Journey to the Savage Planet Devs Can't Fix Google Stadia Version of the Game

Journey to the Savage Planet Devs Can't Fix Google Stadia Version of the Game

Because Google shut them down.

pocru by pocru on Feb 23, 2021 @ 07:58 AM (Staff Bios)
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Google pulled the dick moves of dick moves the other week when it announced — quite suddenly — that it was shutting down any and all internal development for first-party Google Stadia titles. While the news was softened somewhat by the revelation that the affected employees would probably find work within Google, that was certainly a cold comfort for Google Stadia users, who were likely looking forward to having a few exclusives to make their subscriptions actually worth the money.

In any case, one of the studios affected by this abrupt shutdown was Typhon Studios, the folks behind Journey to the Savage Planet, who were purchased in 2019. Journey to the Savage Planet was released on other platforms as well as Stadia, but it was primarily a Stadia title, and came free with your subscription.

If you can play it, in any case: because as it turns out, the game is currently bugged out the backside, but now that Google has let go of all its developers, well… there’s no one around to actually fix the game. Worse still, since the game is being run on Google’s remote servers, players can’t even troubleshoot the problems themselves.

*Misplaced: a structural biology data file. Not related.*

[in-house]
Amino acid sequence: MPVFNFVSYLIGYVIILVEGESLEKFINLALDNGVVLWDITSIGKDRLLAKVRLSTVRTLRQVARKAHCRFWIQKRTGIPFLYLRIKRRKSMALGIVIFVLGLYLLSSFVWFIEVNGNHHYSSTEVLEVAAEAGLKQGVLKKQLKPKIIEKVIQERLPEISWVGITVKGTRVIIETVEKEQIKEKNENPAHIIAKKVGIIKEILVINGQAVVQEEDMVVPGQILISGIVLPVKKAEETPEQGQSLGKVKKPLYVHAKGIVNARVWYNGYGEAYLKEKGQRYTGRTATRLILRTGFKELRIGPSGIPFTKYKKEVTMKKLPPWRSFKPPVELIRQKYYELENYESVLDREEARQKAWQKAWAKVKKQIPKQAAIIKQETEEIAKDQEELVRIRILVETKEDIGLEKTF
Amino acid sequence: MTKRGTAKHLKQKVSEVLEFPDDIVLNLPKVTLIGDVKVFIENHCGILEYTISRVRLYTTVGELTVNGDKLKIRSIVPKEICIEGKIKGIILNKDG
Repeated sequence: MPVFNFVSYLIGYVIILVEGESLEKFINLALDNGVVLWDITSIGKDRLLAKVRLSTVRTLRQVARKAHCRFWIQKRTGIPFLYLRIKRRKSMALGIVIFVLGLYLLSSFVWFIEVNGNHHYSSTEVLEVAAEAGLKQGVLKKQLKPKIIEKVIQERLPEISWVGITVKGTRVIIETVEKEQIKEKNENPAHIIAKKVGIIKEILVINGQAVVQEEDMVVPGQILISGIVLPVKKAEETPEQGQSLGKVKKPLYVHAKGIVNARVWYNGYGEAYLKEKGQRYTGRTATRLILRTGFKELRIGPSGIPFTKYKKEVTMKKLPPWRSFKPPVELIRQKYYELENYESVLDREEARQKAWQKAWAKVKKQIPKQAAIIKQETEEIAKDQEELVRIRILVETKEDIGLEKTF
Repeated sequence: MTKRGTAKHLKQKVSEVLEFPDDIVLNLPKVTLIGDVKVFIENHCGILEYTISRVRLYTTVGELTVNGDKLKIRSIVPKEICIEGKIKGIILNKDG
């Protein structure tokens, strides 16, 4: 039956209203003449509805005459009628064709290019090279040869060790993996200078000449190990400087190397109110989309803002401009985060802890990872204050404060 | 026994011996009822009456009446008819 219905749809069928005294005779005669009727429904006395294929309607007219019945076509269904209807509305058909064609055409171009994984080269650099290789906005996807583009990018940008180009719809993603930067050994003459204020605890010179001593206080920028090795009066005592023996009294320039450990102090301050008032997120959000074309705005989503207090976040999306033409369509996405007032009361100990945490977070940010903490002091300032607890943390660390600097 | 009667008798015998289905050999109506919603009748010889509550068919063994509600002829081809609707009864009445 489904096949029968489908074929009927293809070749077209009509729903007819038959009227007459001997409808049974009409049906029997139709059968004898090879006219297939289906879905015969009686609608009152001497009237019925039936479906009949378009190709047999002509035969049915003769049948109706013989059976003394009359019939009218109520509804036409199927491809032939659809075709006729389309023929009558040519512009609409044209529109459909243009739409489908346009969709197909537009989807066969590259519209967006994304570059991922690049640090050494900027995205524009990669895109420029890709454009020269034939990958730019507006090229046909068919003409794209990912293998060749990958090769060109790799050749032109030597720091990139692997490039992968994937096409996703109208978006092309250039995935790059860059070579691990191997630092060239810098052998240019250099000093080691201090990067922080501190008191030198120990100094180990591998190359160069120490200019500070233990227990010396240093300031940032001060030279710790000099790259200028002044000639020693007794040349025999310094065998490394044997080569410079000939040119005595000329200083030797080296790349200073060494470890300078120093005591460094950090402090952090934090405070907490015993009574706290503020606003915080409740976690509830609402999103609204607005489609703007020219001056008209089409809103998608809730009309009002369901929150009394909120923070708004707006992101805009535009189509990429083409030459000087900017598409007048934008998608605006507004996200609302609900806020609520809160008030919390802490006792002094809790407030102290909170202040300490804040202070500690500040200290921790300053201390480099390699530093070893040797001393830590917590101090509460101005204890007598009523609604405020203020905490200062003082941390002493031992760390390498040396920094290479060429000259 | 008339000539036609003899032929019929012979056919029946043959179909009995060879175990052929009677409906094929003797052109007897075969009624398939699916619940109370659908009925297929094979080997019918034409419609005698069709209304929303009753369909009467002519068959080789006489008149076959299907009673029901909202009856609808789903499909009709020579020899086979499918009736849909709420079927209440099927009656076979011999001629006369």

As Kotaku reports, the developer has confirmed that they’re basically powerless to do anything to resolve any issues:
 

“Unfortunately, there is nothing we can do from our end right now since all of the game code and data on Stadia is owned by Google.”


They elaborated in a follow-up message:
 

“Please note that the publisher for Journey to the Savage Planet on Stadia is in fact Stadia Games and Entertainment (Google LLC) and, unfortunately, we have no way of assisting with this kind of issue from our end. We suggest reaching out to Stadia support again and informing them that the publisher for the Stadia version of the game is actually them.”


So that’s awkward. I very much doubt Google has a plan in store for this — if they’re willing to just drop their ambitions as game devs so quickly, I don’t think one game’s bugs is enough to make them take action — but it’s definitely sad to see.

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